If You Like Game of Thrones You Will Really Like the Bible

Book of Wisdom

What series am I describing?

Murder. Kingdoms. Thrones. Vengeance. Games. The rise and the fall of civilizations. Swords. A cast of profoundly varied personalities and nuanced characteristics. Power struggles. Misguided ideals. Dominion. Plots and subplots and pretext and context. Multiple popular literary genres. An array of different languages, cultures, tribes, and legal systems. The intricacies of the human condition. Vivid imagery. Captivating themes. Fascinating familial interactions. Mayhem. Intrigue. Moral depravity. Licentiousness. Disturbing outcomes. Cryptic mindsets. Diverse premises. Miracles. Coming back from the dead. Conversions. SAINTS. Virtue. Holiness. The Chosen One.

Did you know that the series that I just described has been around for over two thousand years… with no series finale in sight? (Spoiler alert: Good wins and the Main Character is an actual historical figure [along with most of the characters, in fact].) In other words, if you have happened to enjoy Game of Thrones, you will really enjoy seeing the above themes throughout the Bible as well. And there are even twenty-five appearances of a DRAGON!

Although I have never seen any episode of Game of Thrones, I have heard plenty about it from friends. I have learned that it features high-quality cinematography, the intricacies of the human condition, the genres alluded to, and so forth. I have long been curious as to why the show is deemed such popular entertainment, and in what way it entertains. I was discussing it with a friend recently, and she described the following feature of the show: “[‘Game of Thrones’] has made people shudder in the way they SHOULD shudder at the thought of war. People dying at the hands of others in the name of someone or something else is a real thing, we are living it now, and we gloss over it as though it’s not just as violent and awful.”

As an avid wildlife enthusiast particularly interested in primates, I have learned that only two animals so readily engage in mortal combat with members of their same species, unprovoked: chimpanzees and humans. We are unfortunately captivated by violence, and it is a dilemma that we must resolve. From a Christian worldview, Christ allowed himself to be subjected to the full brunt of violence – by the authority of the sanguine Roman Empire, as it were – so that we would no longer have to question that he loves us so much that he would undergo that subjugation down that dark alley of the human psyche for our ultimate redemption: “Then Jesus said to him, ‘Put your sword back into its sheath, for all who take the sword will perish by the sword. Do you think that I cannot call upon my Father and he will not provide me at this moment with more than twelve legions of angels? But then how would the scriptures be fulfilled which say that it must come to pass in this way?’” (Matthew 26:52-54); “Peace I leave with you; my peace I give to you. Not as the world gives do I give it to you. Do not let your hearts be troubled or afraid” (John 14:27).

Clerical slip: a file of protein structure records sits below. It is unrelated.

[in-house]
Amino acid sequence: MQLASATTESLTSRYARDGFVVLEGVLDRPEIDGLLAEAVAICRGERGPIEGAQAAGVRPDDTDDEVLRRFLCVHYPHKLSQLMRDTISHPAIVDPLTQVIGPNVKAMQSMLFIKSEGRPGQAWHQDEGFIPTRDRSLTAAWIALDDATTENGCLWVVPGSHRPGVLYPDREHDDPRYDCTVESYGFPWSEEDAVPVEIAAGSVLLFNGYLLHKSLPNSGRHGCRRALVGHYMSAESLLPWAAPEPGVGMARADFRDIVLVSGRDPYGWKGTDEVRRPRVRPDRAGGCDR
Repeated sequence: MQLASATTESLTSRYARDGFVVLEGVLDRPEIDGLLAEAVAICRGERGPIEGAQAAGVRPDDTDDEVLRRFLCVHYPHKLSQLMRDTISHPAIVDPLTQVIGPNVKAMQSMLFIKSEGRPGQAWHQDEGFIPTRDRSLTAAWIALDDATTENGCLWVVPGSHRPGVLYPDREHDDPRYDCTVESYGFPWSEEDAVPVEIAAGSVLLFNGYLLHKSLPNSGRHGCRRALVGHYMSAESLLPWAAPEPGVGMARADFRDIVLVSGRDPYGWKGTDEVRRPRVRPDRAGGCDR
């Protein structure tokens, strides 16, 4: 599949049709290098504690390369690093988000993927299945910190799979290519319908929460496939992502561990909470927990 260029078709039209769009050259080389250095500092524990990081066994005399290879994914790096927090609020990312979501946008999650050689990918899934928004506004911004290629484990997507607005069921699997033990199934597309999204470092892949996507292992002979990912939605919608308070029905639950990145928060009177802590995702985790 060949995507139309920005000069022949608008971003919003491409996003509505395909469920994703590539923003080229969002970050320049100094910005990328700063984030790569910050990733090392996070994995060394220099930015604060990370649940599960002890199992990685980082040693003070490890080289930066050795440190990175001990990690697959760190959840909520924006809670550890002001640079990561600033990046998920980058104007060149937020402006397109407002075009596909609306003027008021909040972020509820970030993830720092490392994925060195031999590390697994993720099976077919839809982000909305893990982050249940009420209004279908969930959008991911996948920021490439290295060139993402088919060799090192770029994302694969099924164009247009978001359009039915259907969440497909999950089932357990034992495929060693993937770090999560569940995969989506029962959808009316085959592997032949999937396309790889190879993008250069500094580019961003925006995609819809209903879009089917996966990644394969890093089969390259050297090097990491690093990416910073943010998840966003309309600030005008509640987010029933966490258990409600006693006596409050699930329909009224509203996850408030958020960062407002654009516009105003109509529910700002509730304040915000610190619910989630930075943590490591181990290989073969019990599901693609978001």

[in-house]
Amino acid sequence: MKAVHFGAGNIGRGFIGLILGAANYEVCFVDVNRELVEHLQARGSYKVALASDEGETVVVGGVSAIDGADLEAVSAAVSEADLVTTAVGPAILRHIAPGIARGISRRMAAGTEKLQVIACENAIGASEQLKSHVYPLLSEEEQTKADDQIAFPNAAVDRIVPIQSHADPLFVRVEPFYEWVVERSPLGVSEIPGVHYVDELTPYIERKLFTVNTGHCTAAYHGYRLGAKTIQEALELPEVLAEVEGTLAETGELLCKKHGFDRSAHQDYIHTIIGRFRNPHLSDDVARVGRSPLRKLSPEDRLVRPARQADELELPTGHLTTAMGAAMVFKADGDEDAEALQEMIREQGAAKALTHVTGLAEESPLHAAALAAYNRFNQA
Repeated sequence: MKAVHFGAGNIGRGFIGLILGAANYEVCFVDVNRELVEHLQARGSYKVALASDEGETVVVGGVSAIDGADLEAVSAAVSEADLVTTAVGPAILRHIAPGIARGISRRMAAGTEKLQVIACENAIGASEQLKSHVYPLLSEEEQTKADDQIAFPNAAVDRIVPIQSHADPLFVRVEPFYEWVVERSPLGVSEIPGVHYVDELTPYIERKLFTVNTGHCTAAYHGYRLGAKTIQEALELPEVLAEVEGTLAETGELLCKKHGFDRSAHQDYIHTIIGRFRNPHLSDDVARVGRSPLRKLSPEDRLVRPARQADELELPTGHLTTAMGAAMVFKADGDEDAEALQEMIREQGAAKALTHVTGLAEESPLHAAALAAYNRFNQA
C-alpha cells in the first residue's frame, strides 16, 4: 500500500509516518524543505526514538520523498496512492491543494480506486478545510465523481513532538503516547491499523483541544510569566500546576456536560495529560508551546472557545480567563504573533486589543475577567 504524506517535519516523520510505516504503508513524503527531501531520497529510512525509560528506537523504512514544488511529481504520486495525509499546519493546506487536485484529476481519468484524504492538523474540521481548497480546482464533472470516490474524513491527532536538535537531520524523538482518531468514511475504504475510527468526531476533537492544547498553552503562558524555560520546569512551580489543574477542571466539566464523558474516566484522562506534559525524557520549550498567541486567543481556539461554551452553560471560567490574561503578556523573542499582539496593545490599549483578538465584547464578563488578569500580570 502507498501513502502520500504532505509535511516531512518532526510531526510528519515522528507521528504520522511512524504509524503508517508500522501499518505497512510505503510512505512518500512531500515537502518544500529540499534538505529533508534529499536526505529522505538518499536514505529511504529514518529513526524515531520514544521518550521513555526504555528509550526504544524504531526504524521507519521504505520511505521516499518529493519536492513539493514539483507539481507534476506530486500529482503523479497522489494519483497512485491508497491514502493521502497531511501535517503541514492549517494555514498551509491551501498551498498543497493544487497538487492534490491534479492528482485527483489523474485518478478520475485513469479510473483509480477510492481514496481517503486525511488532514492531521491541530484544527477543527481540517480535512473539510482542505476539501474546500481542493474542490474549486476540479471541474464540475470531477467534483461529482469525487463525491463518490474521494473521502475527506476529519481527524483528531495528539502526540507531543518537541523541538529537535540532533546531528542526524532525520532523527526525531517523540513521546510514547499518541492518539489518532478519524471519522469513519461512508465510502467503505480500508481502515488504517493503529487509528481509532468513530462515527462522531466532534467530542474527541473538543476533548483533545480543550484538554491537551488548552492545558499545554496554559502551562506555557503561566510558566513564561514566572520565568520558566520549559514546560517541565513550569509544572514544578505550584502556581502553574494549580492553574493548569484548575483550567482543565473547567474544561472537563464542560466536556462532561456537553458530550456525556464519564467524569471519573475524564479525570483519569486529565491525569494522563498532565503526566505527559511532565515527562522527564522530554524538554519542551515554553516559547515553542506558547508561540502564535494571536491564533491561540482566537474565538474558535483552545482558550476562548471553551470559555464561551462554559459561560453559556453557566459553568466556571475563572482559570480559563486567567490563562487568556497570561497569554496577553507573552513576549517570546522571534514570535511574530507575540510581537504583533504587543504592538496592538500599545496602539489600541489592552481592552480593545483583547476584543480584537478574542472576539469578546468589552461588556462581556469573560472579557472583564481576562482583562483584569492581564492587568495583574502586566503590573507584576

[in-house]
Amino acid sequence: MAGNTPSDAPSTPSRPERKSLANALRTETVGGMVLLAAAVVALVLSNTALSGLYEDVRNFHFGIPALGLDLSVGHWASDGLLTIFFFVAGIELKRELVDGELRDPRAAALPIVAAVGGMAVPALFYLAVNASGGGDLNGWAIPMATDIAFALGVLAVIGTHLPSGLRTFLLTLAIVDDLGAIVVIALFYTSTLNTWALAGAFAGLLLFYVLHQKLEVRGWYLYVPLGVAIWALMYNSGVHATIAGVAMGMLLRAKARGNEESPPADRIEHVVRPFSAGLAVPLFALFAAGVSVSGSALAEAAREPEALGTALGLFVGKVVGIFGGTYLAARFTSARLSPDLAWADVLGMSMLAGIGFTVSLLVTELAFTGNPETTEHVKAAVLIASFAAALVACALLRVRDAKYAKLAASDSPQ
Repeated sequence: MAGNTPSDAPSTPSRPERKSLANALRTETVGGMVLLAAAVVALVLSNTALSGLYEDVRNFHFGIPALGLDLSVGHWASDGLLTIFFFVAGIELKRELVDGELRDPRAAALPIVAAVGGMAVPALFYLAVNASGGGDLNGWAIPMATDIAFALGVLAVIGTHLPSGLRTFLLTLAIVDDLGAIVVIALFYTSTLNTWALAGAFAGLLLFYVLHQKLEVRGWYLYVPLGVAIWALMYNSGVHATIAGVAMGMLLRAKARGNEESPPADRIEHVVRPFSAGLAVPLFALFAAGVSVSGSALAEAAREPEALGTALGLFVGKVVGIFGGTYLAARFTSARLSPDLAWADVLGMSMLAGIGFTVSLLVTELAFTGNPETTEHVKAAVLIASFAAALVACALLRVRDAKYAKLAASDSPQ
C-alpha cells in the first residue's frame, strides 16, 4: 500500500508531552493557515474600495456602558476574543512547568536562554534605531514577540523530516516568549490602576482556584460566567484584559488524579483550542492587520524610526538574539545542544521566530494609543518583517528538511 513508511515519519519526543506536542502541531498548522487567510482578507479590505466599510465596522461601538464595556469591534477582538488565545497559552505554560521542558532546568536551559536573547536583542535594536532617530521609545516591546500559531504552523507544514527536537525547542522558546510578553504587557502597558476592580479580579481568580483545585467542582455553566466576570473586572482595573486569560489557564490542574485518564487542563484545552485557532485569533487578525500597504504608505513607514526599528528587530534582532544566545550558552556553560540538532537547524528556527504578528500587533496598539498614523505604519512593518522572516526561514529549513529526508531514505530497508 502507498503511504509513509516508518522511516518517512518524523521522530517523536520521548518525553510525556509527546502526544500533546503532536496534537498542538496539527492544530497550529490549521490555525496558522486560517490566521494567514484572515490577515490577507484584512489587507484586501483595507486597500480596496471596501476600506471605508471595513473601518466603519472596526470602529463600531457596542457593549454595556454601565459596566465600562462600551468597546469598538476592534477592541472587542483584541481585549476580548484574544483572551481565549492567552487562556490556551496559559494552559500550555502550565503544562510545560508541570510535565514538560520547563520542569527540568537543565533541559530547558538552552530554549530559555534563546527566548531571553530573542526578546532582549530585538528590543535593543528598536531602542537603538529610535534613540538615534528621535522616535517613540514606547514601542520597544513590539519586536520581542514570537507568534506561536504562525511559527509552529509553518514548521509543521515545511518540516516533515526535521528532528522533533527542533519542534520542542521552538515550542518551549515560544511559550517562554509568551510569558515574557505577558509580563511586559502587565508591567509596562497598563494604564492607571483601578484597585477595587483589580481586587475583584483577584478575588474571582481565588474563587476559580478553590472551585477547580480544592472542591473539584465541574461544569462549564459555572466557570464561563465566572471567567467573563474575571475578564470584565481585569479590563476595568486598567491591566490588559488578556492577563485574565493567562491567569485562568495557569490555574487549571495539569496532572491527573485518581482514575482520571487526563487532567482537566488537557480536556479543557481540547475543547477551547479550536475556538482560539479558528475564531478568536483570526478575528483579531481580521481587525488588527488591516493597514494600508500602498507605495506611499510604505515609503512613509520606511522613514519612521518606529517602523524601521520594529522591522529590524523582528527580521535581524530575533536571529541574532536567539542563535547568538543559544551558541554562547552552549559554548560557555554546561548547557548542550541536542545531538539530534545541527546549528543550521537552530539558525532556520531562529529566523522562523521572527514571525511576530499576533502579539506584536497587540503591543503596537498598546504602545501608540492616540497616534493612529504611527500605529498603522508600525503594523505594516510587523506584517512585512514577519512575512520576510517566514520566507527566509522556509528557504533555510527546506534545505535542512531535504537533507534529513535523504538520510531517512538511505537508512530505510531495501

To go a few centuries more in history, Christianity was the only force that could finally substantively “tame” the bellicose worldviews of the gregarious European tribes: the Romans, the Franks, the Huns, the Visigoths, the Vandals, the Vikings, and others, to name the more prominent ones. The Gospel brought peace (until factions of Christianity began using it against each other as of the mid-1500s, effectively neglecting Matthew 7:21-23 in the process… yet I digress).

Another friend discussed another feature of the show recently: “But I can’t help but wonder how much of its popularity is because of the explicit sex and violence.” These two features, when considered with mutual inclusion, are of course not to pretend that everyone who watches the series does so for the gratuitous corporeality of it all. Yet, why is it that whenever anyone describes the show to me, I hear a caveat regarding the steady mayhem and people appearing immodestly? Maturity can provide for someone’s engagement with a plot without leaving nothing to the imagination, lest it devolves into raw sensualism.

Returning to my original point, occasionally, there is a common refrain (summarized, with no offense intended – rather, making a hopefully illustrative point in response to a frequent position): “Doesn’t Game of Thrones feature the same descriptions of moral depravity, peculiarities of the human condition, plot twists, and complex character development that are present in the Bible?” If so, I was unaware that we were in an era in which people, by at least the tens of millions, were prepared to readily enter into fluent hours-long conversations with others among broad cross-sections of society about captivating biblical figures and other elaborate details about the scriptural elements reflective of salvation history throughout both the Old and New Testaments. Now we are talking.

So, If You Like Game Of Thrones

So, if you like Game of Thrones, prepare to be blown away by a labyrinthine account of how salvation history – the most enthralling tale (that is more than a tale) imaginable – culminates with some very Good News: Jesus Christ’s triumph over sin and death forever more. And did somebody say something about there being dragons? I thought I was reading Revelation for a moment.

(This series – which you can even take part in while the kids are around – is now available for free, without a subscription [ever], at this link.)

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1 thought on “If You Like Game of Thrones You Will Really Like the Bible”

  1. Pingback: MONDAY CATHOLICA EDITION | Big Pulpit

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